Mother Nature's Favorite Number Sequence - The Fibonacci
The spiral of seeds in a pine cone, the fruitlets of a pineapple. What do they have in common? They both conform to the Fibonacci Sequence.
As anyone who has read Dan Brown's thriller The Da Vinci Code or seen the movie knows, the Fibonacci Sequence is a sequence of numbers created by adding two sequential integers together, starting at 0.
The sequence can be described by the equation:
Fn = Fn - 1 + Fn - 2, where n > 1 so,
F0 = 0, F1 = 1 and F2 = F1 + F0 = 1.
The sequence of numbers comprising the Fibonacci Sequence is: 0, 1, 1, 2, 3, 5, 8, 13, 21, 34, 55, 89, 144, 233, 377, 610, 987 ...
The person who brought the Fibonacci Sequence to Western audiences is Leonardo of Pisa, who was born around 1170 A.D. and died around 1250 A.D. He was later nicknamed Fibonacci, from Filius Bonacci, which means 'son of Bonacci'. The sequence had actually been deduced by Indian and Arab mathematicians a thousand years earlier.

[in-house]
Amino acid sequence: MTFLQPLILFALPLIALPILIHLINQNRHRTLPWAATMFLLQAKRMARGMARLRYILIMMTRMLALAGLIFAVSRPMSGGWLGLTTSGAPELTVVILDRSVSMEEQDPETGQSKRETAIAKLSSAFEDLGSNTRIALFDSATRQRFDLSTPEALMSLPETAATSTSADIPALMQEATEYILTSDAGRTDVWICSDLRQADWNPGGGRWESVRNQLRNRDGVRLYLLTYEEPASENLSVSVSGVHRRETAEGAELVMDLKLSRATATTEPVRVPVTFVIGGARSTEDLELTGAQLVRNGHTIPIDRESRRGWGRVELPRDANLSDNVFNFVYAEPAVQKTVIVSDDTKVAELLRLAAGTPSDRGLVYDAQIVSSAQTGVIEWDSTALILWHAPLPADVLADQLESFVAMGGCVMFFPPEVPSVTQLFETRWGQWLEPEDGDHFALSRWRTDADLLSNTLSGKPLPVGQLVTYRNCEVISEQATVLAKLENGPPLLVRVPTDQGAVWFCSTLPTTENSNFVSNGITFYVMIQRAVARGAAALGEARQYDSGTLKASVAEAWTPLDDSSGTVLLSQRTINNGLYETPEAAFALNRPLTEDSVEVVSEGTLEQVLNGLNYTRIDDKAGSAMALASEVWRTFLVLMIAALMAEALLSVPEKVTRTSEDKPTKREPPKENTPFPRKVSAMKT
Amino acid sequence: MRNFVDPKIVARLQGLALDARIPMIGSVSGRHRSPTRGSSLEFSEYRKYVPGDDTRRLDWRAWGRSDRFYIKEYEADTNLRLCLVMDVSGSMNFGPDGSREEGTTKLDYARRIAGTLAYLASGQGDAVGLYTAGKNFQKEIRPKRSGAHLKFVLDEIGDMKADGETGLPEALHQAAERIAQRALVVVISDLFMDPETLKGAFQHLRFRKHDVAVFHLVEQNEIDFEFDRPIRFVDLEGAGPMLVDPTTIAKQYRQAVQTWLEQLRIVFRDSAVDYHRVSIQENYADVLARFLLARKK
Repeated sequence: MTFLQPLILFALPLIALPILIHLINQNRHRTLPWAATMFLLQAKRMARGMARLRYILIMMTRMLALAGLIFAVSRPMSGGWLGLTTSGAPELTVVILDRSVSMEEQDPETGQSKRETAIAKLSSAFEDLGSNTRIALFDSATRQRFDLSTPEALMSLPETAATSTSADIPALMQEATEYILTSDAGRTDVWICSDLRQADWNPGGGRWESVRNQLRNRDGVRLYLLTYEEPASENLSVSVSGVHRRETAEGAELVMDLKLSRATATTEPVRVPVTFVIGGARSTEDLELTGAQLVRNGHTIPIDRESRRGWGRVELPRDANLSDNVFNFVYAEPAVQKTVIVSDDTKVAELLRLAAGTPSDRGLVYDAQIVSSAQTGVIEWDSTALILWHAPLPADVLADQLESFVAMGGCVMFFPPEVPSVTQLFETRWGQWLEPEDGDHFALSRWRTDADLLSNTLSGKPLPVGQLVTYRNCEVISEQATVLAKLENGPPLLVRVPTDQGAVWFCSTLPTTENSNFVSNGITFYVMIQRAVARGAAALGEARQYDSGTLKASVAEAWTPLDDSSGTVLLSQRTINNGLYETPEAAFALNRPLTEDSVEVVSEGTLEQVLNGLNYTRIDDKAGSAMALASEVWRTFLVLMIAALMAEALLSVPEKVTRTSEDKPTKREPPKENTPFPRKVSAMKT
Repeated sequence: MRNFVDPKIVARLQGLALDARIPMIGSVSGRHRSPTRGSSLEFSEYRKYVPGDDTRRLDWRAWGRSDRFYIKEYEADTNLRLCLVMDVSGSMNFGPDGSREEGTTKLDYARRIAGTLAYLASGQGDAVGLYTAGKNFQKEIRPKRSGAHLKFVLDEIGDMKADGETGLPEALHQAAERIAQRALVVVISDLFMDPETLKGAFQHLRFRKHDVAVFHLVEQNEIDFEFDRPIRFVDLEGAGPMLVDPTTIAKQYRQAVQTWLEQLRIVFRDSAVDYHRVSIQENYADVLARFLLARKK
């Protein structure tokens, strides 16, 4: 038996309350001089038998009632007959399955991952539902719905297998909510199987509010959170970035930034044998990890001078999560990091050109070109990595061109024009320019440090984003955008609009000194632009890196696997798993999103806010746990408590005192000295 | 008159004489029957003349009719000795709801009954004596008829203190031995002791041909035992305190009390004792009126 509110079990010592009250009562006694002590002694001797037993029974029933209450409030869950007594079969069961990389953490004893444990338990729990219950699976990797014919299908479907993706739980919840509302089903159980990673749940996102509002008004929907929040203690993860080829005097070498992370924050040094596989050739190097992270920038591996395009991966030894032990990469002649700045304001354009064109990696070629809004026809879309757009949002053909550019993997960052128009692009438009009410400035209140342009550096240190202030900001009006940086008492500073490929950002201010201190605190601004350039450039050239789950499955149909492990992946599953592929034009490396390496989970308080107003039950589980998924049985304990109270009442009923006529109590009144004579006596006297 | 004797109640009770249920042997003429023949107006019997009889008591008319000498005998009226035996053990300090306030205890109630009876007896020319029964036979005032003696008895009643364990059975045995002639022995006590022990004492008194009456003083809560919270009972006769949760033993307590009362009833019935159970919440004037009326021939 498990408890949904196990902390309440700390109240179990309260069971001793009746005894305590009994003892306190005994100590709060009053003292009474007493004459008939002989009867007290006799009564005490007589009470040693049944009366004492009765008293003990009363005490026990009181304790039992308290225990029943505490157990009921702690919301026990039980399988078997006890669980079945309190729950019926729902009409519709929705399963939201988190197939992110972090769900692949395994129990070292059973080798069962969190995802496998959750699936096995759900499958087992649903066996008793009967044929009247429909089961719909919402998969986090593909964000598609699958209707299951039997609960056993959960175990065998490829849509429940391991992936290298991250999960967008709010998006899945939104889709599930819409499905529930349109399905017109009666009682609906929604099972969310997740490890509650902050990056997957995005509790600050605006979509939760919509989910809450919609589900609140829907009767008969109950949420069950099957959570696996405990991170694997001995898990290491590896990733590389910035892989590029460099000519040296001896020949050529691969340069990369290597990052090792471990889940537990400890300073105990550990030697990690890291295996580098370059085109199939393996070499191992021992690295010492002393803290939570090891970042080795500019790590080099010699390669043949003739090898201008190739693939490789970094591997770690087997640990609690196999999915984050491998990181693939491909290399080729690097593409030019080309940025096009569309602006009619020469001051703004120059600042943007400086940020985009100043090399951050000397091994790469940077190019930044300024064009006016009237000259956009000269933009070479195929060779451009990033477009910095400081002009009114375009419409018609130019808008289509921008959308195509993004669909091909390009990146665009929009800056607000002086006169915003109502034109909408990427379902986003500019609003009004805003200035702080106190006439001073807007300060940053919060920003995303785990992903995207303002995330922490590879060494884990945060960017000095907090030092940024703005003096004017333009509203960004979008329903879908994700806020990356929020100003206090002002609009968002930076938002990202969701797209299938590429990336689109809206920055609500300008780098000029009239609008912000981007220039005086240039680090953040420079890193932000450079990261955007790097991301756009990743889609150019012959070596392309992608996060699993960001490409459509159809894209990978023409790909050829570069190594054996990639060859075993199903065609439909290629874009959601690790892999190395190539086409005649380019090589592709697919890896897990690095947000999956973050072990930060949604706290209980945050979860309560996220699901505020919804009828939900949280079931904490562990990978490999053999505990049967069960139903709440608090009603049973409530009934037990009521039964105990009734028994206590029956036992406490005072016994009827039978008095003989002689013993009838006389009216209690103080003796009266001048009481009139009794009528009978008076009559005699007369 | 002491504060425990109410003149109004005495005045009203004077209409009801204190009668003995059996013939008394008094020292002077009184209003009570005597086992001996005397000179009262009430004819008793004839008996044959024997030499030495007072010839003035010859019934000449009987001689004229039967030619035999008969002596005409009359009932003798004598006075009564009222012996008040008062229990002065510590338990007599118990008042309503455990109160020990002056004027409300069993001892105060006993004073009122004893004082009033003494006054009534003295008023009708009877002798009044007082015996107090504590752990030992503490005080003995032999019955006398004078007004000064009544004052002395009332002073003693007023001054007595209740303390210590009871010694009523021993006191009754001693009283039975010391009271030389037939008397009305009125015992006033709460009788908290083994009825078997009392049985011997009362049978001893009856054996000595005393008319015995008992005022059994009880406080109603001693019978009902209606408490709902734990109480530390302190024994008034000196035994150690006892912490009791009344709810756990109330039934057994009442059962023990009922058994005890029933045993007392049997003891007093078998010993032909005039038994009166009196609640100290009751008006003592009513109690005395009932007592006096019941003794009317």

In 1202, Fibonacci described the sequence in his Liber Abaci ('Book of Calculation'), which was intended as a math guide for tradesmen, so they could calculate profit and loss, and loan balances.
In Liber Abaci, Fibonacci introduced the sequence with a problem involving rabbits. The problem starts with one male and one female rabbit. After a month, they mature and produce a litter of one male and one female rabbit. A month later, those rabbits reproduce and have a litter of one male and one female rabbit, and so on. The question Leonardo asked was, how many rabbits would you have after one year? The answer, it turns out, is 144 — and the formula used to get arrive at that answer is what's now known as the Fibonacci sequence.